The room with the machines was lit magenta. The instructor wore black spandex separates, we all did. It wasn’t a rule, but we all just knew. Maybe it was hive mind, or we all had the same strain of female hysteria, or the same eating disorder, if there’s a difference. The machines were grayscale, white metal base, black straps and a black sliding platform, silver pegs for the straps and silver metal springs. Originally, the guy who invented it called it The Apparatus, but I guess that sounded too much like a torture device, so he went with The Reformer when he brought it to America, where we were prepared to apply the protestant ethic to exercise, where girlhood is reform school for the body. That guy died decades ago, and then the girlbosses grabbed his gravestone, exhumed his machine and rebranded. Pilates was reborn, but the experience remains religious, and like all religions causes collateral damage: more corpses, the cruelty of any cult, the pining for perfection that brings devotees to their knees. 

In the pink room, she spoke softly but with certainty, directing our miniscule movements. We were sweaty, done with class, in the cool-down section. Lying on our backs, we tilted our pelvic bones up and down, pretending to get in touch with our breathing. I usually spent these minutes thinking through the myriad ways I might have died during class. A rollover taken at the wrong angle setting off a snap of the neck. Sweaty feet slipping off the bar during the final plank series, falling face first into the coils, metal wire slicing my throat. Staring at the white cinderblock ceiling lit the color of a Barbie’s favorite bikini, overheated and hopeless, it was hard to tell whether these were nightmares or daydreams, my fantasies or my worst fears.

In retrospect, that was probably part of the business plan, which was pretty flawless. The girl in charge figured it out about a decade ago, when she opened her first studio, sandwiched between a juice bar and a clothing store that sold silk separates, clothes that clung in all the wrong ways unless you had the type of body this girl promised to get you, if you would stop whining and writhe around on her machines multiple times a week. She accumulated acolytes quickly. She renamed all the moves the man had invented to be done on the machine, giving them cute yet confusing codenames so girls felt like they were in on a secret, and like they were doing something fun, flailing around on the sliding platform and squat jumping, sweating until they couldn’t see straight.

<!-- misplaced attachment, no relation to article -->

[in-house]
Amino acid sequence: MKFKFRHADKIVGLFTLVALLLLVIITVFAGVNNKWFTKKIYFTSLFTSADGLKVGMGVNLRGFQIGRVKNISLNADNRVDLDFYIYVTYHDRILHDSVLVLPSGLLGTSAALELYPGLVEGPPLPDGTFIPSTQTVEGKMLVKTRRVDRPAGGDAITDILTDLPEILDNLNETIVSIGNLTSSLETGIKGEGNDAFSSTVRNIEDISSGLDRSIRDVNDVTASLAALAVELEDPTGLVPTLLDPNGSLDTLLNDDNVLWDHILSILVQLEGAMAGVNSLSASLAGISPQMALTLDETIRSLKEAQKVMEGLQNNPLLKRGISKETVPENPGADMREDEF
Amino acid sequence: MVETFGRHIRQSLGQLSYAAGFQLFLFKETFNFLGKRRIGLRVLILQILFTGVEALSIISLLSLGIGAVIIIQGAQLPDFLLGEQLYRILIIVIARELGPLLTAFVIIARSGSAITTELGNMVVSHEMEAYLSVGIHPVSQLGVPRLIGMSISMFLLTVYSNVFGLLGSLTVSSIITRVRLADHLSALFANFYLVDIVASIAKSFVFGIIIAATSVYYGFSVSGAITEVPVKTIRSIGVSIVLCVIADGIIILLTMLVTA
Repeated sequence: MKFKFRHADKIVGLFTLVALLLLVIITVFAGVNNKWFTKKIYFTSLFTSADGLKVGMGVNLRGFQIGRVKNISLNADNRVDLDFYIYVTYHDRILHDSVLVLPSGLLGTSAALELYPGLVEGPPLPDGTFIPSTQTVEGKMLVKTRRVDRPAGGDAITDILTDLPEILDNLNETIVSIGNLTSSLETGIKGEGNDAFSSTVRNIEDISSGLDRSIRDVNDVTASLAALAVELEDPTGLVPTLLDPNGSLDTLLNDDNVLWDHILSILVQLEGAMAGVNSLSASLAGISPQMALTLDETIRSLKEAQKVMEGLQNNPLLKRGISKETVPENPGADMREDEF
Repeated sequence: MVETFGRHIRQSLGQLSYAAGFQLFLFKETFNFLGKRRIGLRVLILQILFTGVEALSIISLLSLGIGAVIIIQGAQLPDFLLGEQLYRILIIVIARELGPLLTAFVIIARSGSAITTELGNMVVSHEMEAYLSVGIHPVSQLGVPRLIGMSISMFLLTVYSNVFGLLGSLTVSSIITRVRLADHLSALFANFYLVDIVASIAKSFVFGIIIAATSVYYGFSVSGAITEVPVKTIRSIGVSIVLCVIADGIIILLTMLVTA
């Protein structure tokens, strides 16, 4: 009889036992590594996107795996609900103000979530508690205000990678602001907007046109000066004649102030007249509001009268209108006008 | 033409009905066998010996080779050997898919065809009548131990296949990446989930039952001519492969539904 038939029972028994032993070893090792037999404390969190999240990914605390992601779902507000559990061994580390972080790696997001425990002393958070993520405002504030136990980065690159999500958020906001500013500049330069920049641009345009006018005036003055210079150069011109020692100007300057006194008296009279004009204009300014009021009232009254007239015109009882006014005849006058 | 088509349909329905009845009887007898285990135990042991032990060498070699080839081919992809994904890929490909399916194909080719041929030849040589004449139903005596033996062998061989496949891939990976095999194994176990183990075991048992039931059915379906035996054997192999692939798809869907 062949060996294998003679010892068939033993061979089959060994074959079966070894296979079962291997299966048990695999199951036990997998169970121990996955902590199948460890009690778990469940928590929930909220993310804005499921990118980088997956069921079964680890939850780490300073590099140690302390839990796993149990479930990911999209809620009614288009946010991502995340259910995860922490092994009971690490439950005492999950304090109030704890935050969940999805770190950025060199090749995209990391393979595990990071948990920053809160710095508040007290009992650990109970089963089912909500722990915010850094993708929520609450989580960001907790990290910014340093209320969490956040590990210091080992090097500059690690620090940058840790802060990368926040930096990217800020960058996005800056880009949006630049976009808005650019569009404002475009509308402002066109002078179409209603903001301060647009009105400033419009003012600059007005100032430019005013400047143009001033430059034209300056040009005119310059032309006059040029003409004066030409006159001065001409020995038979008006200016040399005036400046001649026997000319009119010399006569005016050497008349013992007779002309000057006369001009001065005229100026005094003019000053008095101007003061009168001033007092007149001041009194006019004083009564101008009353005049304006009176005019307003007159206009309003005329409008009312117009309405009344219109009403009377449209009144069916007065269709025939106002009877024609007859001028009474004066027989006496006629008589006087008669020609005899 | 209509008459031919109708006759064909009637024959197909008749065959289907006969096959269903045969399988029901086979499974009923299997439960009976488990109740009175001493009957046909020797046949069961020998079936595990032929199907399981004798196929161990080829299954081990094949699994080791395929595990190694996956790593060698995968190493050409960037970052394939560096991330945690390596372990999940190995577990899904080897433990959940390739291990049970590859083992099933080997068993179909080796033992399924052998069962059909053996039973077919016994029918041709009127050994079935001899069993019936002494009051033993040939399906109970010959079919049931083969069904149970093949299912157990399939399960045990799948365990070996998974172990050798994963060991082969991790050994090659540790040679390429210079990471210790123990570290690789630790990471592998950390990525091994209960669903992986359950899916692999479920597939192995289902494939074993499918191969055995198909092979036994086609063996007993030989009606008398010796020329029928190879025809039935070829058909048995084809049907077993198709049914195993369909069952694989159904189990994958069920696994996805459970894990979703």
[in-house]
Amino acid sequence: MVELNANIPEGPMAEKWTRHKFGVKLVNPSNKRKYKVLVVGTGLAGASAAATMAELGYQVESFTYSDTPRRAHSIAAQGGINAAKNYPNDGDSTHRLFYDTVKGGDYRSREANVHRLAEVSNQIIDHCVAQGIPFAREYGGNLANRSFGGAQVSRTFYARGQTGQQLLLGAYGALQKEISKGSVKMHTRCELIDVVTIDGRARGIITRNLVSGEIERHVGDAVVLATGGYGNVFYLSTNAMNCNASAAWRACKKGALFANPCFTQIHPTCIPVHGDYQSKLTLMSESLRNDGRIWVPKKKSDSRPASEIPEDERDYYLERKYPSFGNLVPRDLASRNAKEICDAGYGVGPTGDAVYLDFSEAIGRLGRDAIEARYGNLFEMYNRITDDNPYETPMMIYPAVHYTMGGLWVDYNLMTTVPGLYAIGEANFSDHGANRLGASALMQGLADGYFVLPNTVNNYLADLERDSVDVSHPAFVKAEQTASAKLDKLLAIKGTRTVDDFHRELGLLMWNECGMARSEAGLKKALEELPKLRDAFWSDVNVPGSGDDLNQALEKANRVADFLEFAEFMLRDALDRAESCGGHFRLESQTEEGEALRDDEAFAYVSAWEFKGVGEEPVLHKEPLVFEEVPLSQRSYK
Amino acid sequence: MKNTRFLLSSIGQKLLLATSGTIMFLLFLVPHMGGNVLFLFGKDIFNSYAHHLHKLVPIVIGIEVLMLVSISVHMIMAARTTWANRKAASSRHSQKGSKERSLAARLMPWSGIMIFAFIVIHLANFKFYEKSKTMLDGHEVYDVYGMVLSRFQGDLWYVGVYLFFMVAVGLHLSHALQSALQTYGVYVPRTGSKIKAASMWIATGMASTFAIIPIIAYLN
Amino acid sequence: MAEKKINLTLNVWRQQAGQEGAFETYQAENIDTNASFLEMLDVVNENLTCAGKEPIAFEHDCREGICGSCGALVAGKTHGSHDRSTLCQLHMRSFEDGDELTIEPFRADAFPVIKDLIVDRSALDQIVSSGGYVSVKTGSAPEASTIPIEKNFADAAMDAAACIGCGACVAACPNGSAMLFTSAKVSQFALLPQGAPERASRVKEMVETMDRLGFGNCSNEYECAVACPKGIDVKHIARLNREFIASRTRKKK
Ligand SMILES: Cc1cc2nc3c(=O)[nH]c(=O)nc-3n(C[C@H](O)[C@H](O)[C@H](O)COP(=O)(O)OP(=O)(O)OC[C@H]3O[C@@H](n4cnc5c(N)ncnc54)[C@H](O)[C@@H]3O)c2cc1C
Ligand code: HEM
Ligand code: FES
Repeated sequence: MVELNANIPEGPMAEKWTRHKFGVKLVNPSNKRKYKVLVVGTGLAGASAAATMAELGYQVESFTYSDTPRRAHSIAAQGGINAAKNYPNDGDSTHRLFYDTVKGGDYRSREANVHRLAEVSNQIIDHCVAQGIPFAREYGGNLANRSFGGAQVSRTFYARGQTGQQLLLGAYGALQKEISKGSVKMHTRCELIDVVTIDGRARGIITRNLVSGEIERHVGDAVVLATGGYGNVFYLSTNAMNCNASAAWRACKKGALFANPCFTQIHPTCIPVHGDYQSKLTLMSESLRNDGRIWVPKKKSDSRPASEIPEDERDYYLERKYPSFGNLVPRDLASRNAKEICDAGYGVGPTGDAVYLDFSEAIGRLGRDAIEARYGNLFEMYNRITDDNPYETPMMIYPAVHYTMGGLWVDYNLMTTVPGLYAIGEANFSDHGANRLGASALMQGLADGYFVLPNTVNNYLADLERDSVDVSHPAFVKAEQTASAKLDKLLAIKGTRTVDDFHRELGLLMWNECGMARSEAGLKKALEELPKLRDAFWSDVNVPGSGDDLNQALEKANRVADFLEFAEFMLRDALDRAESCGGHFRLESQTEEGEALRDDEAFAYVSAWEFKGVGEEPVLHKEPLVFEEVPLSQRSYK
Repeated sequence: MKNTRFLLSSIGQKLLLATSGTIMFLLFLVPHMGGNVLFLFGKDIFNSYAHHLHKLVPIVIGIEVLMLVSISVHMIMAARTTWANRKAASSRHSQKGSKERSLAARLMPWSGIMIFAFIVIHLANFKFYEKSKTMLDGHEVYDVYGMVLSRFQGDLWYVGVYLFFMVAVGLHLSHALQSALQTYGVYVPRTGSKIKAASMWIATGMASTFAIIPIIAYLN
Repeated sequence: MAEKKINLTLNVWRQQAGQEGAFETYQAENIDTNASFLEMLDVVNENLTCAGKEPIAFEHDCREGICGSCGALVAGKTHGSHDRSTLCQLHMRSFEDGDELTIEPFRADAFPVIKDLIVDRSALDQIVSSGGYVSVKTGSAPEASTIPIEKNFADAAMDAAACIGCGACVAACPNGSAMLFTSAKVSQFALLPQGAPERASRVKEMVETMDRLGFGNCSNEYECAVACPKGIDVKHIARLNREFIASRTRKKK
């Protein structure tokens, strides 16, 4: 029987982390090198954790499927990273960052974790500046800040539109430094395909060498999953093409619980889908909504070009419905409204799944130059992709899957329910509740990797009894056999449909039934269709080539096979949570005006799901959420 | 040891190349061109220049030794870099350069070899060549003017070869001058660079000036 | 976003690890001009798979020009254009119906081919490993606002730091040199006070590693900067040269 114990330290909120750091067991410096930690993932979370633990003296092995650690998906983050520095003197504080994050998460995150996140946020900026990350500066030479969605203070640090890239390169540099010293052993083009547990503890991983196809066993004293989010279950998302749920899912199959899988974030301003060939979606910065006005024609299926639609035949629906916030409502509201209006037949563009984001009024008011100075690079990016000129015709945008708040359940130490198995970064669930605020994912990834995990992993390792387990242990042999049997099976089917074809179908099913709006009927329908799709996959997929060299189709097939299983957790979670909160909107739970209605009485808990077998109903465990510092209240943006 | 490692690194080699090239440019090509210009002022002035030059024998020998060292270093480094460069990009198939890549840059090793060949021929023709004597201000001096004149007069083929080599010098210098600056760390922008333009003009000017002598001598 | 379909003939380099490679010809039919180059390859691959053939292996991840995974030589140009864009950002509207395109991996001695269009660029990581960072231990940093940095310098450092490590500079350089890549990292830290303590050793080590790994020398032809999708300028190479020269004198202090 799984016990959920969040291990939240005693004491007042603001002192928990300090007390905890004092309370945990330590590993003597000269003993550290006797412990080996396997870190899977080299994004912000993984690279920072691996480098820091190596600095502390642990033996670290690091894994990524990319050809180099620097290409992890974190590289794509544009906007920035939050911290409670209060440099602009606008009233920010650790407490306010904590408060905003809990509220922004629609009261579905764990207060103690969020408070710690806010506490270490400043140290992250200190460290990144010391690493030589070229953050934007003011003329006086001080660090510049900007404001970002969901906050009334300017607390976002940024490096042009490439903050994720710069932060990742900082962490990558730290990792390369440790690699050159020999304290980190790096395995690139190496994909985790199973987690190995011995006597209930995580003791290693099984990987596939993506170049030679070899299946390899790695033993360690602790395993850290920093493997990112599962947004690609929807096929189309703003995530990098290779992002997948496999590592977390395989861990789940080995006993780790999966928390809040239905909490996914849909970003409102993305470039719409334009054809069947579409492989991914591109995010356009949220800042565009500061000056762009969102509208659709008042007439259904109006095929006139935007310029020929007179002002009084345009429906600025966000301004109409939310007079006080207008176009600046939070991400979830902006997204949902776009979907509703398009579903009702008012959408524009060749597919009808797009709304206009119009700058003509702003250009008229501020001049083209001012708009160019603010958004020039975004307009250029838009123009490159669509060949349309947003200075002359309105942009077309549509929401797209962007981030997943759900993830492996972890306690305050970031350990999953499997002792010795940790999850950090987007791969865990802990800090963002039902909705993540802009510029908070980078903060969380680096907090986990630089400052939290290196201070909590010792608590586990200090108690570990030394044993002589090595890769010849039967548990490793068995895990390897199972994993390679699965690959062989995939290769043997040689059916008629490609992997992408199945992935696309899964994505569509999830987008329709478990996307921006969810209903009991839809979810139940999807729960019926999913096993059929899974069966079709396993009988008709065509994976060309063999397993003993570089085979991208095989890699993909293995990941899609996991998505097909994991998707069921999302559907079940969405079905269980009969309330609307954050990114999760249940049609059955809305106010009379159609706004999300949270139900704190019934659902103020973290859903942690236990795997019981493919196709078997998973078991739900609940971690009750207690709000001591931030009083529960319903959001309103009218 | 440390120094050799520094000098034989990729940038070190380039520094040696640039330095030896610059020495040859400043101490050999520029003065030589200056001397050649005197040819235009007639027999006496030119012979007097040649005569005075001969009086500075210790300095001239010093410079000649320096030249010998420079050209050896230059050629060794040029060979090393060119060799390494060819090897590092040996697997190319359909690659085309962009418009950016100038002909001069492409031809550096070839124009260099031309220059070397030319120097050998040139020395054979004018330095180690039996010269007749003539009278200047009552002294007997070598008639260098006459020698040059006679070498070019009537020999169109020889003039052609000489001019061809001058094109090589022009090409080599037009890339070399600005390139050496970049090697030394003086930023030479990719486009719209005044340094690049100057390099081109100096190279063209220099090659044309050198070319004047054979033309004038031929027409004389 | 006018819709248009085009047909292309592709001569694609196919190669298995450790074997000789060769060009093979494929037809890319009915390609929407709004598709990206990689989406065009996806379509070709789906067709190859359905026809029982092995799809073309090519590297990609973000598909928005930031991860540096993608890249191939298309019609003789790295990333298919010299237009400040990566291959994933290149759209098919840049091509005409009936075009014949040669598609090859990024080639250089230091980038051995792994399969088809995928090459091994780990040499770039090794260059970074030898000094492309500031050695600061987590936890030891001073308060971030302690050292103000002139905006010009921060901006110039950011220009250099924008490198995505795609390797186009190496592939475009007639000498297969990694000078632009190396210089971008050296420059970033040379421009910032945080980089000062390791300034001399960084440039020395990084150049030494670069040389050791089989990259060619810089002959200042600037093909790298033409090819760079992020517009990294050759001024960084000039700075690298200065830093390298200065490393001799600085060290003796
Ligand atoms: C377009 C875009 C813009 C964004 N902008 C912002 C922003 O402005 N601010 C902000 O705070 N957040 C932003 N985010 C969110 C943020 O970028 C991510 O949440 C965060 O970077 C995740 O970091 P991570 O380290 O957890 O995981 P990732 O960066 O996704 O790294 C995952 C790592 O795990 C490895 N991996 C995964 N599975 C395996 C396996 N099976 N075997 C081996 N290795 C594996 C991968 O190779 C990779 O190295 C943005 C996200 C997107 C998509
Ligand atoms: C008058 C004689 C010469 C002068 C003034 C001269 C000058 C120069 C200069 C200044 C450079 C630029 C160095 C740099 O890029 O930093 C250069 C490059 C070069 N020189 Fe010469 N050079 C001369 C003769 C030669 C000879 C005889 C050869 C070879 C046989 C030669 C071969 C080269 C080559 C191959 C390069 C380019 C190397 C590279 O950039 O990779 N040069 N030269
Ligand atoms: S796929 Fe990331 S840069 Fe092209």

She hadn’t thought about all that sweat leaving the platform slippery. The first time it happened, she got lucky, she was teaching a private lesson. When the girl fell the sound almost made her sick, the crack and then the thud and then the gasp and then the silence. But it was the way her skin changed color that did it in the end, the way it paled and then purpled in the fuschia light. She should have seen it coming, but she was shocked when the dead girl did a sit up and hopped back on the machine, shrugging. She wouldn’t have spent so much time at Pilates in the first place if she’d had anything to live for. So that became the business plan, the machine’s coils were spring-loaded and the coffers filled up fast, ghosts are great gig workers. It turned out that the girls were most likely to die during a too-quick transition from catfish to wheelbarrow, so she started slipping that series into the end of every other private session. When it happened to me, I––well, I won’t tell you how I felt about it, what’s more boring than an anecdote about exercise class?

Emmeline Clein writes about girl problems (pop culture and mental illness). She’s currently working on a cultural history of disordered eating for Knopf.